Patients with chronic pain often describe depressive symptoms which are rarely severe enough to be regarded as a depressive illness, although the latter should not be totally disregarded. The key feature of depression is having a negative view of oneself, the environment and the future. Patients may have a lack of energy and interest in life with a slowing up of mental function. They may feel sad, hopeless and demonstrate a pessimistic view of their future. Sleep, appetite and sex drive may be affected and many describe unexplained problems such as aches and pains, headaches, weakness and constipation.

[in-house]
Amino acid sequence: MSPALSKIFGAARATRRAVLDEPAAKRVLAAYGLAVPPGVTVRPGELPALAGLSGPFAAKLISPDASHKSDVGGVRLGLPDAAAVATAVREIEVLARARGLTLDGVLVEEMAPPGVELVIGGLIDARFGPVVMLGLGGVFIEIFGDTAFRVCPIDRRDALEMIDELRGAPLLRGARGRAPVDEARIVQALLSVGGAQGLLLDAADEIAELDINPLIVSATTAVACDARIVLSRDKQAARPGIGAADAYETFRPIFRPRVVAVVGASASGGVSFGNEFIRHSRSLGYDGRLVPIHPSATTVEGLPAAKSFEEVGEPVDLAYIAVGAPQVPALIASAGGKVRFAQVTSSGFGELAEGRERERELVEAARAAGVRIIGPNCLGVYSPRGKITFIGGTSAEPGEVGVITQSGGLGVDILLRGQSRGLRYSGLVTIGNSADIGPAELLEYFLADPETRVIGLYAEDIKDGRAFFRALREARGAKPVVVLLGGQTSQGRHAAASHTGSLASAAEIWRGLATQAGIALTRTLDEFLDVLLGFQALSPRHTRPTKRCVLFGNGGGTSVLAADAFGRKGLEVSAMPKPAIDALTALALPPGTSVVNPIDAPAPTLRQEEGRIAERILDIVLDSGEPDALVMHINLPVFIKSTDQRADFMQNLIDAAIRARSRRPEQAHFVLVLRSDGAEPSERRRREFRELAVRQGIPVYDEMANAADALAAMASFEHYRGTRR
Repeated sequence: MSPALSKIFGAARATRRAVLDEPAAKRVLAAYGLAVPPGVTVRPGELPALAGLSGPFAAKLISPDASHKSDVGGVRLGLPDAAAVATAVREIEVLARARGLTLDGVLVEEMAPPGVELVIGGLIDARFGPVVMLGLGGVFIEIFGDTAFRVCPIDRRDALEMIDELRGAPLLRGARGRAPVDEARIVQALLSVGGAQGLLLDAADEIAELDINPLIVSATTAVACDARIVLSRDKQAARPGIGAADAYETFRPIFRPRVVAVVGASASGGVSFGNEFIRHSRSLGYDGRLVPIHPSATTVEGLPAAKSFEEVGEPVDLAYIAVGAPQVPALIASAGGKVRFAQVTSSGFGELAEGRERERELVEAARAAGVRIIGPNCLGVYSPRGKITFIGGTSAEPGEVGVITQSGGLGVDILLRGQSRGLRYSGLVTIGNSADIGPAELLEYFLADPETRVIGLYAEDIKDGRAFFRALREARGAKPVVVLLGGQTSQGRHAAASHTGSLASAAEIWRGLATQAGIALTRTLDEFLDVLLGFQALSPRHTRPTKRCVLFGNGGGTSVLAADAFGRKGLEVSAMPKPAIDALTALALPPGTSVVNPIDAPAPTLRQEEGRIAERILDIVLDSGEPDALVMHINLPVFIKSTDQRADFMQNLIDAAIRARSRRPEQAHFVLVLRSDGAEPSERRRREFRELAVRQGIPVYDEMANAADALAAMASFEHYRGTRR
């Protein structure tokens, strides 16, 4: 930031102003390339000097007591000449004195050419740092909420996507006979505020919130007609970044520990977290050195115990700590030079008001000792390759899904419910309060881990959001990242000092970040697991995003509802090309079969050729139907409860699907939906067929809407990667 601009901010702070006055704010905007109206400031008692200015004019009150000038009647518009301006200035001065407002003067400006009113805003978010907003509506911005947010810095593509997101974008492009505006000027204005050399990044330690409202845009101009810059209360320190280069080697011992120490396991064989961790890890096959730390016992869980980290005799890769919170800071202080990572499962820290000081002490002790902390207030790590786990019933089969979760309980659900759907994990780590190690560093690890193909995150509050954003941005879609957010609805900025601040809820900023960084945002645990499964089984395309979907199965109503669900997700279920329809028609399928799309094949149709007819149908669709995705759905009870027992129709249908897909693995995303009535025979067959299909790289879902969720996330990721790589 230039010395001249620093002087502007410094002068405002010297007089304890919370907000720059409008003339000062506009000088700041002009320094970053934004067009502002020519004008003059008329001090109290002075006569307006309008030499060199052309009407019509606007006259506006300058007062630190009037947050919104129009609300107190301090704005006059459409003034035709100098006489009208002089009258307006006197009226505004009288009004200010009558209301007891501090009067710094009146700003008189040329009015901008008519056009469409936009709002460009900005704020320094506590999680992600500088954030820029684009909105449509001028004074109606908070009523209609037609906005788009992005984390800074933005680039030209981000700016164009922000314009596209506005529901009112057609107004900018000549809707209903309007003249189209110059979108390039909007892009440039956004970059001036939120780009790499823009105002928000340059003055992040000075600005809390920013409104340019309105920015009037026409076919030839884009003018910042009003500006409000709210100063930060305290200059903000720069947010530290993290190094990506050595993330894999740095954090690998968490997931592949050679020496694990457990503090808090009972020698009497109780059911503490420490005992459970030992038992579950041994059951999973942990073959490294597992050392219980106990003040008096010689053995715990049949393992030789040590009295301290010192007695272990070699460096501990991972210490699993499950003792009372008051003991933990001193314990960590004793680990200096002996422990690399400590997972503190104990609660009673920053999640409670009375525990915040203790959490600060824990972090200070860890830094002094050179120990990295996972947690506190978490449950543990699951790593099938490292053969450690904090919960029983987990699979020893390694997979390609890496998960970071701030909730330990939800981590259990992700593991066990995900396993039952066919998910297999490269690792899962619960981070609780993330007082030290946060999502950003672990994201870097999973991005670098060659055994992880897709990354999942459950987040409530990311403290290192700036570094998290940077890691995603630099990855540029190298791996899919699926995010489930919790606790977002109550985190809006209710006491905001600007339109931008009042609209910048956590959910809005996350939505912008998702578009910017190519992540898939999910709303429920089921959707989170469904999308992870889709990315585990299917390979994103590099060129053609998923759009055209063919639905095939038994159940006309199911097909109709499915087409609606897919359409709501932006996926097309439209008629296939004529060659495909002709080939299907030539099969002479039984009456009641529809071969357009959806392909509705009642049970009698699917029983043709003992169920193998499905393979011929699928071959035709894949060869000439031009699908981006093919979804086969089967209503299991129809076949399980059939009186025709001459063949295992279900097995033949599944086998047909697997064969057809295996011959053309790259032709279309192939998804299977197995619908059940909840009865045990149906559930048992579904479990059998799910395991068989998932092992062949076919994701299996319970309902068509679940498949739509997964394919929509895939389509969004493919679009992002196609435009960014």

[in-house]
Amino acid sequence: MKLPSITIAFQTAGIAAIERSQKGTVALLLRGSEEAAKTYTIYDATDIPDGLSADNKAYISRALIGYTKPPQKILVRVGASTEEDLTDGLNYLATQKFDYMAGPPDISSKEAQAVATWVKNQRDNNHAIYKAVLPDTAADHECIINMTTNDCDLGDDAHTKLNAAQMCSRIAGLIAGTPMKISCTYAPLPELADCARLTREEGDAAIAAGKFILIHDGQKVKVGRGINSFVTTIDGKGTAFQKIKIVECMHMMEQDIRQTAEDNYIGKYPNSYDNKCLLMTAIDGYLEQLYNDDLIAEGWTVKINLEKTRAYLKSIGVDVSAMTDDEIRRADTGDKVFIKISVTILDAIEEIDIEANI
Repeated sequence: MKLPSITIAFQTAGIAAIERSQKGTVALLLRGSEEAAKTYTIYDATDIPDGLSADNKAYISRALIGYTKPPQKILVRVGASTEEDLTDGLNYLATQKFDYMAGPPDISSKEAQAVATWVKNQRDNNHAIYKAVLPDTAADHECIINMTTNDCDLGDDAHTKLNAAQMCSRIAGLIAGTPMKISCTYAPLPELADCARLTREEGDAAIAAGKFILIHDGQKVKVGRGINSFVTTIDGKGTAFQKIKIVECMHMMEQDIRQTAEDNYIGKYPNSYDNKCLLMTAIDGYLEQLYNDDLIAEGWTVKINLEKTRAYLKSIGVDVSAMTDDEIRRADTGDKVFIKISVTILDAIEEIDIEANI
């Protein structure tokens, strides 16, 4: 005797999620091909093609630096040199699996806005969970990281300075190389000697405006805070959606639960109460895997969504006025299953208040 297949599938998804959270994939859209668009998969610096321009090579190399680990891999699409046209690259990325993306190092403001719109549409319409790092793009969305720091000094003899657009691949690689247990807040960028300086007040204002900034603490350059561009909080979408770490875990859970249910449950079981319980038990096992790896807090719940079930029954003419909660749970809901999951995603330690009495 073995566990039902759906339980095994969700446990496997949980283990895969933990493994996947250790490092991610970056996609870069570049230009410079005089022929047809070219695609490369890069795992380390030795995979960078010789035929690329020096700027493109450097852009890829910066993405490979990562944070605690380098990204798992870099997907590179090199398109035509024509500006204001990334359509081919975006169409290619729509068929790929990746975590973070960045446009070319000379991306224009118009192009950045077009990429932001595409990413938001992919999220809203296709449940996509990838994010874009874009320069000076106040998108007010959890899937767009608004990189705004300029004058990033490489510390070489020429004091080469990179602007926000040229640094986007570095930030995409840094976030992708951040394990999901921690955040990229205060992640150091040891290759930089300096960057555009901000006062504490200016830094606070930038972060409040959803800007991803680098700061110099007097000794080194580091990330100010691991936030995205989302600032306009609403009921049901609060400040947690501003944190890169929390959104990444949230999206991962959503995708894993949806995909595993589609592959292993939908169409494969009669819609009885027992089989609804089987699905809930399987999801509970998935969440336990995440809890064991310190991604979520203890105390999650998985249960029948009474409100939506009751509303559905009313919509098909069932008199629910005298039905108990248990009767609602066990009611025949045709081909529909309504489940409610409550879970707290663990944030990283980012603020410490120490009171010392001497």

For most patients, depressed mood is thought to be a consequence of their pain and the best treatment is helping them regain some measure of control over their pain and disability. Again, depressive thoughts will increase hopelessness, catastrophising about pain, fear and the physical pain experienced.